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Late par 3 could prove pivotal at PGA Championship
KIAWAH ISLAND, S.C. (AP) - The long, narrow green looks a lot smaller from back at the tee box, especially with about 200 yards of water in between.
On Sunday, when the PGA Championship is wrapping up, the final, crucial test could take place right there at No. 17.
On a 223-yard par 3 next to the shore of the Atlantic, golf’s top players will test their precision and their nerve, trying to withstand perhaps the most challenging spot on Kiawah Island’s Ocean Course.
“Depends on where the flag is, depends on where the tee box is situated, and depends on where the wind is coming from,” said Ernie Els, listing just a few of the variables. “(Tuesday) evening I played it and I had to hit a 3-iron in there, and that’s a difficult hole.”
At 7,676 yards, the Ocean Course will be the longest in major championship history if officials decide to play it all the way back. The 17th hole has a number of tee boxes, including at least one that requires a diagonal carry over water to the green _ from a tough angle if the pin is in the middle.
A miss short or to the right could end up in the water, and there are two bunkers to the left that create small ridges at the edge of the green. From the tee, players should be able to hear the waves from the ocean rolling ashore, but even that might not be enough to calm anyone down.
“Those two pot bunkers on the left might get a lot of play,” Els said. “The wind switches here as you guys have noticed quite a bit throughout the day. When it’s coming into you, you’re going to have a very difficult shot, so 17 will be a pivotal hole.”
During Tuesday’s practice, the pin was near the back of the green. Phil Mickelson’s shot skipped off the back and into the rough _ not necessarily the worst spot. His practice partners weren’t too close to the hole either.
No. 17 played as the hardest hole on the course for the 2007 Senior PGA Championship, when it was listed at 197 yards and the average score was a 3.49. There were more double bogeys than birdies.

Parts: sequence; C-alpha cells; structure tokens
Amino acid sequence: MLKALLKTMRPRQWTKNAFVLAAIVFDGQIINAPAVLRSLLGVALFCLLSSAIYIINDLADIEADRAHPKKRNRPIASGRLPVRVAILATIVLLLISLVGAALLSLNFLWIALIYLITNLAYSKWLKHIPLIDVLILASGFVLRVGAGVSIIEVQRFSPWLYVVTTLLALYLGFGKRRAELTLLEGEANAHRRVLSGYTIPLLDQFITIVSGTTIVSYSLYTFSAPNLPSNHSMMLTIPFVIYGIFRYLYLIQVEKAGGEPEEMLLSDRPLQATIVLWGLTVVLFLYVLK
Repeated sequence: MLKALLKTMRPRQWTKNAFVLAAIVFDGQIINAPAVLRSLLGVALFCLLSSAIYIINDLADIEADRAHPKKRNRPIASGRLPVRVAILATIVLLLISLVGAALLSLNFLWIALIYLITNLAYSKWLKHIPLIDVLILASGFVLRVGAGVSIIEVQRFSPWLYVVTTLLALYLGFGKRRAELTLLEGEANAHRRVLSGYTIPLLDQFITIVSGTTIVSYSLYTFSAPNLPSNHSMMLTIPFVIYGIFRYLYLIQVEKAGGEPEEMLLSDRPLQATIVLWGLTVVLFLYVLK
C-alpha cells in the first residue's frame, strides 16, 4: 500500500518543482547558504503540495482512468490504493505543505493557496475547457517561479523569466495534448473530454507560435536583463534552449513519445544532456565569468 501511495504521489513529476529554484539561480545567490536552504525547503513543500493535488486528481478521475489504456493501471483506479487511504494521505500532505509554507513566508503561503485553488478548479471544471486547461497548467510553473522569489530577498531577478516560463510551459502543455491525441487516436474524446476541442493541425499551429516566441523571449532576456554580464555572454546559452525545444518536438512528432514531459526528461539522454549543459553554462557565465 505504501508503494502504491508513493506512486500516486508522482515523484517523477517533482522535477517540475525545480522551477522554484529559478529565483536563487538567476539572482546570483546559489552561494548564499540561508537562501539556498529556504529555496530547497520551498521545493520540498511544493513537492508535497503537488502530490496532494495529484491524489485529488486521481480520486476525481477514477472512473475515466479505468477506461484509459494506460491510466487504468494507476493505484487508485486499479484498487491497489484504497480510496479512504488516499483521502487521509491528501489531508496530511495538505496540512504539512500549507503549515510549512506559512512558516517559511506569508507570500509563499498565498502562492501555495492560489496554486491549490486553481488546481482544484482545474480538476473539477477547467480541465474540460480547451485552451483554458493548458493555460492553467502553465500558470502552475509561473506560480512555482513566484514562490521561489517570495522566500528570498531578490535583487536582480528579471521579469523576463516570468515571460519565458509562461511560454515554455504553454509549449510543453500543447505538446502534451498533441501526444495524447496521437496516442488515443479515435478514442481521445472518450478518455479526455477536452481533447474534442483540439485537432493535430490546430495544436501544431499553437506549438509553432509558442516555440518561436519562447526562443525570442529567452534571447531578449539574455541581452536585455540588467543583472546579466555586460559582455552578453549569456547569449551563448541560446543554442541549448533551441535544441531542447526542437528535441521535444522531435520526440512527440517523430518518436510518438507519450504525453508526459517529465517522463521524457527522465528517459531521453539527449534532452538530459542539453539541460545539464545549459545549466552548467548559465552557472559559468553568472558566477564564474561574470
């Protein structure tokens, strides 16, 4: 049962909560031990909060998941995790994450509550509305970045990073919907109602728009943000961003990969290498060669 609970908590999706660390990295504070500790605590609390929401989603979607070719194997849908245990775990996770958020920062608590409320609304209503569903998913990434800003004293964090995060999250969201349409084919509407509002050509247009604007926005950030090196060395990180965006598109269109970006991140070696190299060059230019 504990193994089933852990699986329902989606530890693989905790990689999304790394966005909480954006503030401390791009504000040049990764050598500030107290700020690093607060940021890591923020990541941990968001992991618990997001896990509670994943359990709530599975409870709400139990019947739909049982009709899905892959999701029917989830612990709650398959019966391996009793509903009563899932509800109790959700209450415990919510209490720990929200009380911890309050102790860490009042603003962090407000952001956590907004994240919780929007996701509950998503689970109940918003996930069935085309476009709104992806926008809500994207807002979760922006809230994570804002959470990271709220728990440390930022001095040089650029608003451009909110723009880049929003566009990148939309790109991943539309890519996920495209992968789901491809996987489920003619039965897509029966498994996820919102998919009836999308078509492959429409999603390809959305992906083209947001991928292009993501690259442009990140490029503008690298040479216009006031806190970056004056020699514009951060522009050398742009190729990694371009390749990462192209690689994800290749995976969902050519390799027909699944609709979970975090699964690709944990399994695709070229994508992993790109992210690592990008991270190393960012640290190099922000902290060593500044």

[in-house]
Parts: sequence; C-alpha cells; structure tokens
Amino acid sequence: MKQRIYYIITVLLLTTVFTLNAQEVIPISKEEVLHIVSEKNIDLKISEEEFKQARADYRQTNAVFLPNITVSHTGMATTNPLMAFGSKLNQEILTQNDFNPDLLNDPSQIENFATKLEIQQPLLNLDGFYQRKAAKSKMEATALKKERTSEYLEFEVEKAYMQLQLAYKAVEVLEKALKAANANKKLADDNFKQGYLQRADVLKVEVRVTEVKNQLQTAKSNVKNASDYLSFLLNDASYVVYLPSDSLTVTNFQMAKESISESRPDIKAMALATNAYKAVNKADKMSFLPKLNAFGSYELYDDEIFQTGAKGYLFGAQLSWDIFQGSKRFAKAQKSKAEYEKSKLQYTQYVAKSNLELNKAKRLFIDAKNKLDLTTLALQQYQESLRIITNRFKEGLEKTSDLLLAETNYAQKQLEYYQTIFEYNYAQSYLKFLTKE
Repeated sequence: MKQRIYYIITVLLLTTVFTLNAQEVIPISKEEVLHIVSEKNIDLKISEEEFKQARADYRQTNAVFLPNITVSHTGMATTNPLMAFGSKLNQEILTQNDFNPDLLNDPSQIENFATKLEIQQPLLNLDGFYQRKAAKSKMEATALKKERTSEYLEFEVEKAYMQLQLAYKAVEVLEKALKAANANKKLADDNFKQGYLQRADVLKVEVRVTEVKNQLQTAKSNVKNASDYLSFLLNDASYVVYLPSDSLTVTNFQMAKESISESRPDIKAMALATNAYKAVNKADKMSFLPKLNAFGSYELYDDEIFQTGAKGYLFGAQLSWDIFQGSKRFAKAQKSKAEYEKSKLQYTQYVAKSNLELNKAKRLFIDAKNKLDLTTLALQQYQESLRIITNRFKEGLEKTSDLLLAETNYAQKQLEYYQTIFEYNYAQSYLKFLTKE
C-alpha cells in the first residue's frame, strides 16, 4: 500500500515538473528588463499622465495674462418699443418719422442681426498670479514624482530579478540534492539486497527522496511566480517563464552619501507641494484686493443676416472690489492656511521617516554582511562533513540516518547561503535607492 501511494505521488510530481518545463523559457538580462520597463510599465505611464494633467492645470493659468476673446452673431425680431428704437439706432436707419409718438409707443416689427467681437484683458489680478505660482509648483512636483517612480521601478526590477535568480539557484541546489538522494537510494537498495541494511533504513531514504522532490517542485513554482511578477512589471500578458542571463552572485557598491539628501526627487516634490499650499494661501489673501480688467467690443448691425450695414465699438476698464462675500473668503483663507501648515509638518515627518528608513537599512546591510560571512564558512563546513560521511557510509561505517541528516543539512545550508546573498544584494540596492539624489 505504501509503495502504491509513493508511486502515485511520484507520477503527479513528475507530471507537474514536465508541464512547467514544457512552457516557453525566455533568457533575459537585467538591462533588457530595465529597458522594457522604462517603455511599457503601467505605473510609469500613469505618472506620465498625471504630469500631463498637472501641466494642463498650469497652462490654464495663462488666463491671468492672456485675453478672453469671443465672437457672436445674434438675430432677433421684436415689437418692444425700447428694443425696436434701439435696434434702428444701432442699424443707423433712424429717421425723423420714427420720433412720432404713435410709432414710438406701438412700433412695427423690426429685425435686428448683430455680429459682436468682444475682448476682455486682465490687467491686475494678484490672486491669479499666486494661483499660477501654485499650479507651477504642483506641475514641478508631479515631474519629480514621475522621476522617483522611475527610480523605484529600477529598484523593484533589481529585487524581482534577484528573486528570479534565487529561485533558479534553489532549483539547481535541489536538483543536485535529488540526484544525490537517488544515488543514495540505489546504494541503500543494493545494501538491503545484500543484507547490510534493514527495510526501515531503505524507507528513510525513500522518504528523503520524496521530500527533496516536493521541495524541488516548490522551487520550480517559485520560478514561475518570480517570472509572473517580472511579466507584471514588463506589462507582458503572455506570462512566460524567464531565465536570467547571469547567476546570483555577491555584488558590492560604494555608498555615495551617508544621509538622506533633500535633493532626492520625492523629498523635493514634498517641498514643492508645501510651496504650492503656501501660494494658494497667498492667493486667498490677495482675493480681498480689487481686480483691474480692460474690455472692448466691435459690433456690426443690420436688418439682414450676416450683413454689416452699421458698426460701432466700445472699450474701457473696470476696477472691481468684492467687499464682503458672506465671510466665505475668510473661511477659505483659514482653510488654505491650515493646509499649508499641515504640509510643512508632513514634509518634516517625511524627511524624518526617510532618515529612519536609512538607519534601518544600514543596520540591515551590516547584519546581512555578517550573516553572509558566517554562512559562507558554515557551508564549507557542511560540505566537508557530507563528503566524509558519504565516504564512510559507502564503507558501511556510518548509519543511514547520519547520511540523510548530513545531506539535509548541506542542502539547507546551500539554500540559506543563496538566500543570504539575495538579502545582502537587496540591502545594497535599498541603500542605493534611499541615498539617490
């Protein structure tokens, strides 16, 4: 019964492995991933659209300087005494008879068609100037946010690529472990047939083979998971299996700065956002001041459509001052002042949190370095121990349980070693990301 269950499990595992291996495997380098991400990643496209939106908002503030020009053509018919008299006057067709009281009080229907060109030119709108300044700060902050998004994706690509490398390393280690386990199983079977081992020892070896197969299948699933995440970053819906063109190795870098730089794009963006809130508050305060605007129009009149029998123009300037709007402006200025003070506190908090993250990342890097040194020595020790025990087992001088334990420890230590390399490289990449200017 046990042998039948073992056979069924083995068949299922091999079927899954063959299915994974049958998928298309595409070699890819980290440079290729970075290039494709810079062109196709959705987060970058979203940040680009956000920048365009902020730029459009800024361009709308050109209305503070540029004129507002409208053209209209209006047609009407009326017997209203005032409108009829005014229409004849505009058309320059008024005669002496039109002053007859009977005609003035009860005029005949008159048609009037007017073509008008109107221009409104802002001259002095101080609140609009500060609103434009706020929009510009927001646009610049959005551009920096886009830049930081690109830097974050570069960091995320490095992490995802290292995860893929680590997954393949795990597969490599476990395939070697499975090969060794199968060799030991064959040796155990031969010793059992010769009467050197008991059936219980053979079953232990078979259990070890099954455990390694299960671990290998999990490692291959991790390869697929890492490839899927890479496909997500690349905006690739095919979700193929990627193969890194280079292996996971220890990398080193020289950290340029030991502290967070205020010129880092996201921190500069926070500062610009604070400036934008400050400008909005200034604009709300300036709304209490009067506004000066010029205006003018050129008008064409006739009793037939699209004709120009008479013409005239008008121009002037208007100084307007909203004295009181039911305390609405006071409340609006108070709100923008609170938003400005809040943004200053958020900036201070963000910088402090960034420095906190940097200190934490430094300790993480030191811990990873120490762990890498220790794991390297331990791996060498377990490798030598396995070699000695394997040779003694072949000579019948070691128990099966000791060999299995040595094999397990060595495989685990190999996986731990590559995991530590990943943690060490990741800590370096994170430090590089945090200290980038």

It should be a spectator’s delight this time, with a grandstand and plenty of hill space nearby. The 17th runs parallel to holes 10 and 11 and, of course, precedes No. 18, a 501-yard par 4.
The 17th hole is one of two par 3s on the back nine. The 238-yard 14th should be no picnic either.
“They kind of sit right in with the whole back nine _ it’s all difficult,” Adam Scott said. “Certainly there is going to be some drama there Sunday and somebody who plays a great nine holes could possibly make up a lot of shots on the leader or completely run away with the tournament.”
After a rainy Tuesday and Wednesday morning at Kiawah Island, it was hot and sunny Wednesday afternoon as players tried to finish preparing as best they could.
Tiger Woods already said he wanted the course to firm up, but it’s hard to say whether that will be possible this week.
“The last couple of days have been very difficult from a preparation standpoint,” Graeme McDowell said Wednesday. “The golf course has taken a lot of rain. It seems to drain extremely well, though. It seems to flood quick and it seems to drain very quickly, but there’s no doubt, this golf course is a long course, and this little bit of rain is going to make it play a lot longer, and certainly is changing the dynamic of it.”
Woods will play in a group with Martin Kaymer and defending champion Keegan Bradley. As usual, the three major champions from earlier in the year _ Bubba Watson (Masters), Webb Simpson (U.S. Open) and Els _ will play together.
Scott came so close to joining that group, but instead, he’s scheduled to tee off for the first round immediately before the trio.
By the time Sunday rolls around, nobody knows what the standings will look like _ just that they could change quickly on the back nine.
“It’s going to be exciting, for sure,” Scott said. “You just have to get out there and hit the best shots you can, and if you hit a good shot, they will be rewarded.”
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